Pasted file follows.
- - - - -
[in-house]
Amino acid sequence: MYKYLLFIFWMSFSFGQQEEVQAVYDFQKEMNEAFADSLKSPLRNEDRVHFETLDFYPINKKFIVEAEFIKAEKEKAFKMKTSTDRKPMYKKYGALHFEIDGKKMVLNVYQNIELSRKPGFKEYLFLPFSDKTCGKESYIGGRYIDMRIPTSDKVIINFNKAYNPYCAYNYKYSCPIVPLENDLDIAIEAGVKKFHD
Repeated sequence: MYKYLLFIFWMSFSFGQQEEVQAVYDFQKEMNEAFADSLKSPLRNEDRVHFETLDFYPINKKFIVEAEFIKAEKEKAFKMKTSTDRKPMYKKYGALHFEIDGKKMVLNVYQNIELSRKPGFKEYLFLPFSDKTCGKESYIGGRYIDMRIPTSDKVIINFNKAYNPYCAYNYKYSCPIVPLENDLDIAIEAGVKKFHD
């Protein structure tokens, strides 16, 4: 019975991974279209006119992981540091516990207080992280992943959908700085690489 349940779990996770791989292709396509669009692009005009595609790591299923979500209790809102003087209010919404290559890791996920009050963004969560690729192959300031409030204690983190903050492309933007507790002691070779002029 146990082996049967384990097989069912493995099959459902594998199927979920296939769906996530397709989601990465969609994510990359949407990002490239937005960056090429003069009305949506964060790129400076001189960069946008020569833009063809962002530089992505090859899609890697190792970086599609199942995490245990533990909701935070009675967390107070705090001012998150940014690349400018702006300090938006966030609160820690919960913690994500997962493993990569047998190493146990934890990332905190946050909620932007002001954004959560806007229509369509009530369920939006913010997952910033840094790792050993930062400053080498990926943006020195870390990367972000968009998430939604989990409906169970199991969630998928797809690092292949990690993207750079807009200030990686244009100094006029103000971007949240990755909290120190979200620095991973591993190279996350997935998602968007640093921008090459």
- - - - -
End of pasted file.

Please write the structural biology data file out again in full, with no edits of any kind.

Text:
[in-house]
Amino acid sequence: MYKYLLFIFWMSFSFGQQEEVQAVYDFQKEMNEAFADSLKSPLRNEDRVHFETLDFYPINKKFIVEAEFIKAEKEKAFKMKTSTDRKPMYKKYGALHFEIDGKKMVLNVYQNIELSRKPGFKEYLFLPFSDKTCGKESYIGGRYIDMRIPTSDKVIINFNKAYNPYCAYNYKYSCPIVPLENDLDIAIEAGVKKFHD
Repeated sequence: MYKYLLFIFWMSFSFGQQEEVQAVYDFQKEMNEAFADSLKSPLRNEDRVHFETLDFYPINKKFIVEAEFIKAEKEKAFKMKTSTDRKPMYKKYGALHFEIDGKKMVLNVYQNIELSRKPGFKEYLFLPFSDKTCGKESYIGGRYIDMRIPTSDKVIINFNKAYNPYCAYNYKYSCPIVPLENDLDIAIEAGVKKFHD
């Protein structure tokens, strides 16, 4: 019975991974279209006119992981540091516990207080992280992943959908700085690489 349940779990996770791989292709396509669009692009005009595609790591299923979500209790809102003087209010919404290559890791996920009050963004969560690729192959300031409030204690983190903050492309933007507790002691070779002029 146990082996049967384990097989069912493995099959459902594998199927979920296939769906996530397709989601990465969609994510990359949407990002490239937005960056090429003069009305949506964060790129400076001189960069946008020569833009063809962002530089992505090859899609890697190792970086599609199942995490245990533990909701935070009675967390107070705090001012998150940014690349400018702006300090938006966030609160820690919960913690994500997962493993990569047998190493146990934890990332905190946050909620932007002001954004959560806007229509369509009530369920939006913010997952910033840094790792050993930062400053080498990926943006020195870390990367972000968009998430939604989990409906169970199991969630998928797809690092292949990690993207750079807009200030990686244009100094006029103000971007949240990755909290120190979200620095991973591993190279996350997935998602968007640093921008090459």